1047 Geisha

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1047 Geisha
Discovery [1]
Discovered by K. Reinmuth
Discovery site Heidelberg Obs.
Discovery date 17 November 1924
Designations
MPC designation (1047) Geisha
Named after
The Geisha[2]
(British musical)
1924 TE · 1932 BP
1941 YG · 1947 NC
1950 JF · 1974 HU2
A916 HB
main-belt · (inner)
Flora[3][4]
Orbital characteristics[1]
Epoch 4 September 2017 (JD 2458000.5)
Uncertainty parameter 0
Observation arc 92.63 yr (33,833 d)
Aphelion 2.6723 AU
Perihelion 1.8094 AU
2.2409 AU
Eccentricity 0.1925
3.35 yr (1,225 days)
256.96°
0° 17m 37.68s / day
Inclination 5.6667°
78.223°
300.39°
Physical characteristics
Dimensions 9.96±2.15 km[5]
10.555±0.095 km[6]
10.729±0.112 km[7]
11.52 km (calculated)[3]
25.62±0.02 h[8]
0.24 (assumed)[3]
0.277±0.029[7]
0.2897±0.0802[6]
0.30±0.13[5]
Tholen = S[1] · S[3]
B–V = 0.913[1]
U–B = 0.541[1]
11.86[1][3][6] · 12.20[5]

1047 Geisha, provisional designation 1924 TE, is a stony Florian asteroid from the inner regions of the asteroid belt, approximately 11 kilometers in diameter. It was discovered on 17 November 1924, by German astronomer Karl Reinmuth at the Heidelberg-Königstuhl State Observatory in southwest Germany.[9] The asteroid was named after the British musical The Geisha.[2]

Orbit and classification[edit]

Geisha is a member of the Flora family (402),[3][4] a giant asteroid family and the largest family of stony asteroids in the main-belt.[10]:23 It orbits the Sun in the inner main-belt at a distance of 1.8–2.7 AU once every 3 years and 4 months (1,225 days; semi-major axis 2.24 AU). Its orbit has an eccentricity of 0.19 and an inclination of 6° with respect to the ecliptic.[1]

The asteroid was first observed as A916 HB at Heidelberg in April 1916, the body's observation arc begins with its official discovery observation in November 1924.[9]

Physical characteristics[edit]

In the Tholen classification, Geisha is stony S-type asteroid,[1] which is also the overall spectral type for members of the Flora family.[10]:23

Rotation period[edit]

In February 2006, a rotational lightcurve of Geisha was obtained from photometric observations by Italian amateur astronomer Laurent Bernasconi. Lightcurve analysis gave a somewhat longer-than-average rotation period of 25.62 hours with a brightness amplitude of 0.33 magnitude (U=3-).[8]

Diameter and albedo[edit]

According to the survey carried out by the NEOWISE mission of NASA's Wide-field Infrared Survey Explorer, Geisha measures between 9.96 and 10.729 kilometers in diameter and its surface has an albedo between 0.277 and 0.30.[5][6][7]

The Collaborative Asteroid Lightcurve Link assumes an albedo of 0.24 – derived from 8 Flora, namesake and parent body of the Flora family – and calculates a diameter of 11.52 kilometers based on an absolute magnitude of 11.86.[3]

Naming[edit]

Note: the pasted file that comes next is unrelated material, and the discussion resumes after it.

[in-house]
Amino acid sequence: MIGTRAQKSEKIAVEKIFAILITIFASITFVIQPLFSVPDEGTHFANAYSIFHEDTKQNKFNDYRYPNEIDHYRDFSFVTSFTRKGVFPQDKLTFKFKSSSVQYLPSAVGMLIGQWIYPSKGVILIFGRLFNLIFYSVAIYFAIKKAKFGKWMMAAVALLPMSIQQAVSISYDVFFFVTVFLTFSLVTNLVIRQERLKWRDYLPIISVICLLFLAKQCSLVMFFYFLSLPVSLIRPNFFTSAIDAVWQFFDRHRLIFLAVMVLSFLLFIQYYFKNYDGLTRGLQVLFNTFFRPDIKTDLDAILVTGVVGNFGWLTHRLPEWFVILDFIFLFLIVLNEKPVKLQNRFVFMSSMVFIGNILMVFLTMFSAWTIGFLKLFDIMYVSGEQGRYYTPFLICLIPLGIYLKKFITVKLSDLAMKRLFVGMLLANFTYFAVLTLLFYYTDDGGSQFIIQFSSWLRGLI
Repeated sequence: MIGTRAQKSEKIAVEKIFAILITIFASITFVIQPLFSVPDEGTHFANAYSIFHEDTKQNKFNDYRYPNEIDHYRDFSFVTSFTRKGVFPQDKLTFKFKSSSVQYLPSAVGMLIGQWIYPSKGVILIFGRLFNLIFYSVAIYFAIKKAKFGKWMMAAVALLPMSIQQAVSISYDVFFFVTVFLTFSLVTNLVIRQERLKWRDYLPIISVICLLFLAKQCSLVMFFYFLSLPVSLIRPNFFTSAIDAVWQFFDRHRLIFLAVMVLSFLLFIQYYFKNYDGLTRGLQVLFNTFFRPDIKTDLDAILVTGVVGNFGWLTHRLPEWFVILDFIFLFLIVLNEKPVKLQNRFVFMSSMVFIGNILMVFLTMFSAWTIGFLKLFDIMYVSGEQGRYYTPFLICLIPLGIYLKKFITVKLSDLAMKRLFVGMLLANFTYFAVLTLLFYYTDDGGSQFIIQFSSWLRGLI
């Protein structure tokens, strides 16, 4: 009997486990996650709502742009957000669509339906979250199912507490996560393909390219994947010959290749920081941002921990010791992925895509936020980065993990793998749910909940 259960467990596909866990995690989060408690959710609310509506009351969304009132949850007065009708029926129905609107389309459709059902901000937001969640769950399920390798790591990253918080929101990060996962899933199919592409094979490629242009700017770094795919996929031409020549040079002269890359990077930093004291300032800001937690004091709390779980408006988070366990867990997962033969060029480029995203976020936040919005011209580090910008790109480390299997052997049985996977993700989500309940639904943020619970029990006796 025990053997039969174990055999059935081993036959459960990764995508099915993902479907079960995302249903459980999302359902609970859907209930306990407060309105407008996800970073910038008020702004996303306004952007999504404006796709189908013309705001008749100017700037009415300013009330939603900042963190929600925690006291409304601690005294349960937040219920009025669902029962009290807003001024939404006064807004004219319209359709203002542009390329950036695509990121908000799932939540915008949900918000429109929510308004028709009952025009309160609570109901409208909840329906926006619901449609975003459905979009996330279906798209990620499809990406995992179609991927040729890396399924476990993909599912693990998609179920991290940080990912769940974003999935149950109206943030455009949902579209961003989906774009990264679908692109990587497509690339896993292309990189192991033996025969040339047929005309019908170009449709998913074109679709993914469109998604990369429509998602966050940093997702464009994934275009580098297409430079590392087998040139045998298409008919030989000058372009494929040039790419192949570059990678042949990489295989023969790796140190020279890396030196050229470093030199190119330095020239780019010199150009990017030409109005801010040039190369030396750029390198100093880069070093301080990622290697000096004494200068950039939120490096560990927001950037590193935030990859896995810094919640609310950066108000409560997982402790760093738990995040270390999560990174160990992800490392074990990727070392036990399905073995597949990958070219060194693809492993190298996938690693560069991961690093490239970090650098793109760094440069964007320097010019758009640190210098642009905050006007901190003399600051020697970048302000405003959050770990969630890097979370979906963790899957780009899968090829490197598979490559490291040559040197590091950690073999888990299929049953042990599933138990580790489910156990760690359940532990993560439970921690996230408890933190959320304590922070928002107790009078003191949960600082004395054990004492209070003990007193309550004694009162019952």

This minor planet was named after the British musical The Geisha, a story of a tea house (1896). The official naming citation was mentioned in The Names of the Minor Planets by Paul Herget in 1955 (H 100).[2]

References[edit]

  1. ^ a b c d e f g h "JPL Small-Body Database Browser: 1047 Geisha (1924 TE)" (2017-07-05 last obs.). Jet Propulsion Laboratory. Retrieved 11 January 2018. 
  2. ^ a b c Schmadel, Lutz D. (2007). Dictionary of Minor Planet Names – (1047) Geisha. Springer Berlin Heidelberg. p. 89. ISBN 978-3-540-00238-3. Retrieved 11 January 2018. 
  3. ^ a b c d e f g "LCDB Data for (1047) Geisha". Asteroid Lightcurve Database (LCDB). Retrieved 11 January 2018. 
  4. ^ a b "Small Bodies Data Ferret". Nesvorny HCM Asteroid Families V3.0. Retrieved 11 January 2018. 
  5. ^ a b c d Nugent, C. R.; Mainzer, A.; Bauer, J.; Cutri, R. M.; Kramer, E. A.; Grav, T.; et al. (September 2016). "NEOWISE Reactivation Mission Year Two: Asteroid Diameters and Albedos". The Astronomical Journal. 152 (3): 12. arXiv:1606.08923Freely accessible. Bibcode:2016AJ....152...63N. doi:10.3847/0004-6256/152/3/63. Retrieved 11 January 2018. 
  6. ^ a b c d Mainzer, A.; Grav, T.; Masiero, J.; Hand, E.; Bauer, J.; Tholen, D.; et al. (November 2011). "NEOWISE Studies of Spectrophotometrically Classified Asteroids: Preliminary Results" (PDF). The Astrophysical Journal. 741 (2): 25. arXiv:1109.6407Freely accessible. Bibcode:2011ApJ...741...90M. doi:10.1088/0004-637X/741/2/90. Retrieved 11 January 2018. 
  7. ^ a b c Masiero, Joseph R.; Grav, T.; Mainzer, A. K.; Nugent, C. R.; Bauer, J. M.; Stevenson, R.; et al. (August 2014). "Main-belt Asteroids with WISE/NEOWISE: Near-infrared Albedos" (PDF). The Astrophysical Journal. 791 (2): 11. arXiv:1406.6645Freely accessible. Bibcode:2014ApJ...791..121M. doi:10.1088/0004-637X/791/2/121. Retrieved 11 January 2018. 
  8. ^ a b Behrend, Raoul. "Asteroids and comets rotation curves – (1047) Geisha". Geneva Observatory. Retrieved 11 January 2018. 
  9. ^ a b "1047 Geisha (1924 TE)". Minor Planet Center. Retrieved 11 January 2018. 
  10. ^ a b Nesvorný, D.; Broz, M.; Carruba, V. (December 2014). "Identification and Dynamical Properties of Asteroid Families" (PDF). Asteroids IV: 297–321. arXiv:1502.01628Freely accessible. Bibcode:2015aste.book..297N. doi:10.2458/azu_uapress_9780816532131-ch016. Retrieved 11 January 2018. 

External links[edit]